The UN Special Rapporteur on Belarus Miklós Haraszti presented the report on freedom of expression in Belarus to the UN General Assembly. Independence of the media in Belarus is impossible because of the permit-based nature of registration and arbitrary rules for withdrawal of licenses, says the report. The main conclusions of the report are as follows: there is no pluralism of mass media; Belarus is the only country in Europe without private all-national broadcasters; the government is a direct regulator for all types of mass media; critical expression and investigations are obstructed through criminalization of contents regarded as “harmful for the state”, with the help of the articles on criminal defamation and insult of public officials, in particular, of the president.
The presidential elections on October 11 went by with many violations of journalists’ rights, such as denial of information on electoral updates, interference into their work at and near polling stations, bans to take photo and video recording.
Several of the violations registered by the Monitoring group of BAJ directly or indirectly related to the electoral campaign.
At the end of August, six political prisoners were released, including BAJ member Yauhen Vaskovich. Meantime, pressure on independent mass media, including prosecution under art. 22.9, denial of services and interference into work of journalists at task continued in its ordinary manner.
The reporting period was marked by intensive correspondence with executive and judicial institutions who were telling they could not help prosecuting freelance journalists under article 22.9, did not want to do anything to state monopolists, did not want to provide information to independent press; luckily, police in Mahilow do not know how to draw up documents correctly, through which two cases against journalists were closed.
The sum of fines imposed on journalists under art. 22.9 of the Administrative Code already reached 137 million rubles, which is over 8000 euro.
Within the reporting period, one more journalist was fined for cooperation with foreign mass media. Several online provocation occurred, involving an independent news outlet and a human rights defender. BAJ member, political prisoner Yauhen Vaskovich had a short-term meeting with his relatives.
The OSCE Representative on Freedom of Speech Dunja Mijatović raised the issue of numerous fines for “illegal production and distribution of mass media products”, in fact, for that journalists contribute to foreign mass media without accreditation in Belarus. “The authorities have to stop imposing restrictive measures on freelance journalists, hindering them to do their job in a free and safe manner,” Mijatović said on April 3. “A constructive solution to this issue should be reached. My Office stands ready to assist the authorities in any way necessary in order to reverse this destructive trend, as well as facilitate a dialogue and joint activities of government institutions and media organizations on the topic.”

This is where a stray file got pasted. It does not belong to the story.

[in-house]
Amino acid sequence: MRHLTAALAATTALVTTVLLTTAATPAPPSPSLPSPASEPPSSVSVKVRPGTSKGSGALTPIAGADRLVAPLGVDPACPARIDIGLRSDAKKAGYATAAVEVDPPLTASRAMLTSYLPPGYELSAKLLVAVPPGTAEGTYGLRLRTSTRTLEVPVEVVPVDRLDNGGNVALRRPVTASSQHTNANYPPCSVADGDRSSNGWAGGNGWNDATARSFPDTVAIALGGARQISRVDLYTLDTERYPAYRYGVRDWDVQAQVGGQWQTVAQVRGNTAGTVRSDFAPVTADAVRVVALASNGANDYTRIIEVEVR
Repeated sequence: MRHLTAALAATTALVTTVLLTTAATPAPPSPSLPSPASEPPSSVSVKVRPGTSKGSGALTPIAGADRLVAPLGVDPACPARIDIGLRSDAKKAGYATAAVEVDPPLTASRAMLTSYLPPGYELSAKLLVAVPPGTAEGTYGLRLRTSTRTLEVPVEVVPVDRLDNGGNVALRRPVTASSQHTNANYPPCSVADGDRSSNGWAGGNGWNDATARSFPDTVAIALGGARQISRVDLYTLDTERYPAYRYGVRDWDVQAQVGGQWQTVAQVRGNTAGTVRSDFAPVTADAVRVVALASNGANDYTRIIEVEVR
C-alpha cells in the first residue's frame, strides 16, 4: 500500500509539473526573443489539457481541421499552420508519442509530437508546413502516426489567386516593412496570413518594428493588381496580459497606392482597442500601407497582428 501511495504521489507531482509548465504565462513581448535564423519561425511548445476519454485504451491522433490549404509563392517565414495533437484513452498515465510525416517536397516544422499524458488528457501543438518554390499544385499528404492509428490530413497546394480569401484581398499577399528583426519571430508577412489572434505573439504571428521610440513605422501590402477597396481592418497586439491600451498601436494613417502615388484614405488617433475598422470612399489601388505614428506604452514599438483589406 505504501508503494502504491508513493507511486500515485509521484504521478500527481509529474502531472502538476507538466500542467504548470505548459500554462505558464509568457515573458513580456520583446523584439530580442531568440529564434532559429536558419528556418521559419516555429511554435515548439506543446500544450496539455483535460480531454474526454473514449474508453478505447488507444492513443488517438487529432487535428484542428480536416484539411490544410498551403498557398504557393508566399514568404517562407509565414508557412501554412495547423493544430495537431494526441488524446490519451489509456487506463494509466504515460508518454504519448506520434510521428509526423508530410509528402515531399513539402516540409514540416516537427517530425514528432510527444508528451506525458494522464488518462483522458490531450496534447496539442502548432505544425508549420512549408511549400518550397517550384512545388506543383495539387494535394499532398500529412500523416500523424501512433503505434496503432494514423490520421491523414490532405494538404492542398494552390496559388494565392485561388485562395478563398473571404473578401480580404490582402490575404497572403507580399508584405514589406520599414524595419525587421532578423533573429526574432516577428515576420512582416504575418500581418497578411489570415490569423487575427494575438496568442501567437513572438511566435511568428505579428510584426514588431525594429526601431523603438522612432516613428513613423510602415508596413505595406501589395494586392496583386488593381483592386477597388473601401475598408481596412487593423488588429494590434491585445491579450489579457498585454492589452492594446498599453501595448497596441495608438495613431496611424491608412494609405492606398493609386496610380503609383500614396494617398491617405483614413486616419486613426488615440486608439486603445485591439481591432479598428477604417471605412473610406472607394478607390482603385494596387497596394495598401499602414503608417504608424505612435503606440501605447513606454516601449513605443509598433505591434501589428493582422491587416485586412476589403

BAJ received an official reply to its request filed to the ministry of Home Affairs; journalists asked to publicize the internal ruling that banned taking pictures of administrative buildings. The deputy head of the chief department on crime prevention and maintaining public order I.Kubrakou answered that “lately, there have been facts in the country when citizens, including foreign ones, took photos of administrative buildings with the purpose of further discrediting of state bodies.” So, measures were taken to prevent potential threats – “from provocations to terrorist acts”. The official representative claims that law enforcement agencies have the right to find out for what purpose such pictures are taken. However, they are not obliged to publicize an internal document. The lawyer of BAJ Andrei Bastunets said BAJ would file a claim against the “internal document”.
Most discussed issues of the period were written warnings to several independent mass media for minor faults and an internal document of the Ministry of Home Affairs which prevented people from taking pictures of administrative buildings.
Law enforcement agencies keep following work of independent journalists contributing to foreign mass media. Besides, a new trend appeared: the Ministry of Information started issuing warnings to independent regional newspapers for minor insufficiencies in publishing data. Editors consider it to be a renewed approach aimed to place newspapers in vulnerable position before the forthcoming presidential elections.
Within the reporting period, there were threats and obstacles to journalists’ work; state agencies kept answering something about the blocking of websites in December; and the commission on extremism announced it found no banned contents in a human rights report.